Thursday, April 26, 2012

Teen Driver Safety

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A driver’s license and the car keys – it’s every teenager’s dream, and most parent’s worst nightmare. While mom and dad cringe as their baby backs out the driveway, alone – for the very first time, the teen’s heart races with the sudden freedom to go where he wants without the ‘rents hovering over him in smothering, over-protection.

Be a good role model. Remember that your child looks to you as a driver, so practice safe driving yourself. Set aside time to take your teen on practice driving sessions. It can be a great way to spend time together and to allow your teen to improve some basic driving skills. Your teen’s learning starts at home.

Learn about the state restrictions from the graduated driver licensing (GDL) program. Know the restrictions placed on your teen’s license and enforce those limits. Texas along with 46 States and the District of Columbia now have GDL programs that limit high-risk driving situations for new drivers. 
The Texas Graduated Driver License Program became effective in 2002, and created two phases of driving requirements for minors:
 Phase One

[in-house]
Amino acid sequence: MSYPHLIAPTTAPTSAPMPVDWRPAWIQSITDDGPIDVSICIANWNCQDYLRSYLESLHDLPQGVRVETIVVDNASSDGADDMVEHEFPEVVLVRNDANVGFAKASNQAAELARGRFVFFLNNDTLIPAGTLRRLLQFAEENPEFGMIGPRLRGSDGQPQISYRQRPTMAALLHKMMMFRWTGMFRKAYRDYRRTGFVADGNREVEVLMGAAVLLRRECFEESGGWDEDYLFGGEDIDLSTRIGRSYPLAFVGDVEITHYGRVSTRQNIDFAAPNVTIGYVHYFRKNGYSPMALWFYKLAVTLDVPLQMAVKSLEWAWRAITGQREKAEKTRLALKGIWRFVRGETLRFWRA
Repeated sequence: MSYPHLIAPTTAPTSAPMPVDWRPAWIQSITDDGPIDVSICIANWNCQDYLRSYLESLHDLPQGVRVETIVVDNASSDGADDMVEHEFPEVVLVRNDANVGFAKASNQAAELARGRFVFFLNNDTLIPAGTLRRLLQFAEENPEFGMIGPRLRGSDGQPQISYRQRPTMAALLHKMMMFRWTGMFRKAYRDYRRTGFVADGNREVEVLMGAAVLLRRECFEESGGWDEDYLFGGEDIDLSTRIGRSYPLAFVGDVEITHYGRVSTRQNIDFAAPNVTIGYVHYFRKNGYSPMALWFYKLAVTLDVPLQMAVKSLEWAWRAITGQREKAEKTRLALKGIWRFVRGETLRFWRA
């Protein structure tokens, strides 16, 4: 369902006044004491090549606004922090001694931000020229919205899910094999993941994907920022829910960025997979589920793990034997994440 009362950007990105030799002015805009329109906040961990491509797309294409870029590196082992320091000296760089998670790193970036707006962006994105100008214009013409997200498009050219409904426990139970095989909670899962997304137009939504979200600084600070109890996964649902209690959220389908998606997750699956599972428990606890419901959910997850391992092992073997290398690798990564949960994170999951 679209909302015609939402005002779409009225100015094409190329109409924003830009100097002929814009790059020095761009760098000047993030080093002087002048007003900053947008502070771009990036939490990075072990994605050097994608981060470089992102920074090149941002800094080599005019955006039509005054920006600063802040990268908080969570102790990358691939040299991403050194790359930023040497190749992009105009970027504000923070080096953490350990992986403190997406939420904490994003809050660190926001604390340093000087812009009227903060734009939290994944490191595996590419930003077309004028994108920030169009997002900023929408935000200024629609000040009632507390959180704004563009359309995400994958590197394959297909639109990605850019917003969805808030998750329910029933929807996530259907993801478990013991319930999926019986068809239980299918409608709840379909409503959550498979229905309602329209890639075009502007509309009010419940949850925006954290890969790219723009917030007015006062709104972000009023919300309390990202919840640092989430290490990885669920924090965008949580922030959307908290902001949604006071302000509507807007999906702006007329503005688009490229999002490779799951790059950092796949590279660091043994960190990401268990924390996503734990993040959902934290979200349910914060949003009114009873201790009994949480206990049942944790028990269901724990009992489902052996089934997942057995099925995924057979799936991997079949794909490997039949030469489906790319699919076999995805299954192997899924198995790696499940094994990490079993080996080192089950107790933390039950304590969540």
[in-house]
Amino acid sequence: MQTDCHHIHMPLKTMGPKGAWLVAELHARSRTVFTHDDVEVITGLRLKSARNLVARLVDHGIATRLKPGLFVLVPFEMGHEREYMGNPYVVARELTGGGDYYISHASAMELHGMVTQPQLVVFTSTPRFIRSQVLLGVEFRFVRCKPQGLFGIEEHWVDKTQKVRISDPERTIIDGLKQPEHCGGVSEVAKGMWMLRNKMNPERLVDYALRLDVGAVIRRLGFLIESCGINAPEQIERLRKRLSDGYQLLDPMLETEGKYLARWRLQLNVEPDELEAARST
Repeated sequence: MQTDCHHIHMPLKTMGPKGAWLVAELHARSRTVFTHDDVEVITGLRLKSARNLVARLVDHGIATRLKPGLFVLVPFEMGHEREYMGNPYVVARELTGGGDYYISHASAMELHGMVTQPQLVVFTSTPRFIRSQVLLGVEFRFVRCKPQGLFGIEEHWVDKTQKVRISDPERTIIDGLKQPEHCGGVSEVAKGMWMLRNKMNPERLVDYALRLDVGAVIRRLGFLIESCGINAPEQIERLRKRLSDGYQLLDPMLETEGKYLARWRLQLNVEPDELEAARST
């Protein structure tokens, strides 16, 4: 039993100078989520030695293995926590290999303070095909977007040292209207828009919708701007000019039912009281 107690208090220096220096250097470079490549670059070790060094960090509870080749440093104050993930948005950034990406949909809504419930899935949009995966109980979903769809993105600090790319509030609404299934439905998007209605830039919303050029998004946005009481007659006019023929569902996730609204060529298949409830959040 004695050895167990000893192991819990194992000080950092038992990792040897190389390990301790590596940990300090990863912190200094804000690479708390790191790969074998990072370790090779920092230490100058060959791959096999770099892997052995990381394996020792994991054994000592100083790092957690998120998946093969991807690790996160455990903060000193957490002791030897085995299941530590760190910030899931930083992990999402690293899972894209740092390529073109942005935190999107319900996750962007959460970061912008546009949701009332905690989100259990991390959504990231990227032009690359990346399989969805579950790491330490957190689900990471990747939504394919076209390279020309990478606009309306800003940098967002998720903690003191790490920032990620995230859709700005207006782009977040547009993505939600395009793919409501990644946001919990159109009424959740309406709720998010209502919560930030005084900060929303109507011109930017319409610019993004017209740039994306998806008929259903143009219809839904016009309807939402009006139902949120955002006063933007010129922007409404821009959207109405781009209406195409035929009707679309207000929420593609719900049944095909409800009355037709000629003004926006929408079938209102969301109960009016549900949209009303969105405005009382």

Texas drivers under 18 years of age, must:
  1. Hold a learner or hardship license for a minimum of six months.  
  2. Be accompanied by a person at least 21 years of age.  
  3. Maintain a valid learner license.  If a learner license is suspended or revoked, the remaining six-month period must be completed after the suspension has ended.
With the completion of phase one, reaching the age of 16, and the completion of the classroom and driving portions of driver education, a minor is eligible to obtain a provisional license and "graduates" to phase two. 

Phase Two 
restricts the driving privileges of provisional license holders, and motorcycle/moped license holders (under 17 years of age), during the twelve-month period following the issuance of the license. The following restrictions apply:
  1. May not operate a motor vehicle with more than one passenger in the vehicle under the age of 21 who is not a family member,
  2. May not operate a motor vehicle, or a motorcycle/moped unless in sight of the person’s parent/guardian, between midnight and 5:00 a.m. unless the operation of the vehicle is necessary for the operator to attend or participate in employment or a school-related activity or because of a medical emergency,
  3. May not operate a motor vehicle while using a wireless communication device, except in case of an emergency. 
  4. The restriction will be stated on license and will indicate the date phase two expires.
Upon completion of phase two, the restrictions no longer apply.
Obviously parents worry isn't without reason, teenage drivers are at incredibly high risk of accident or injury while on  the road. The thing is, parents are supposed to be over protective and parents have more influence on your teen than they may think. If you want to ensure your teenagers safety, have them drive a 2012 Nissan Rogue SUV that NHTSA ratedfront impact: 4-of-5 stars and side impact: 5-of-5 stars.

1 comment:

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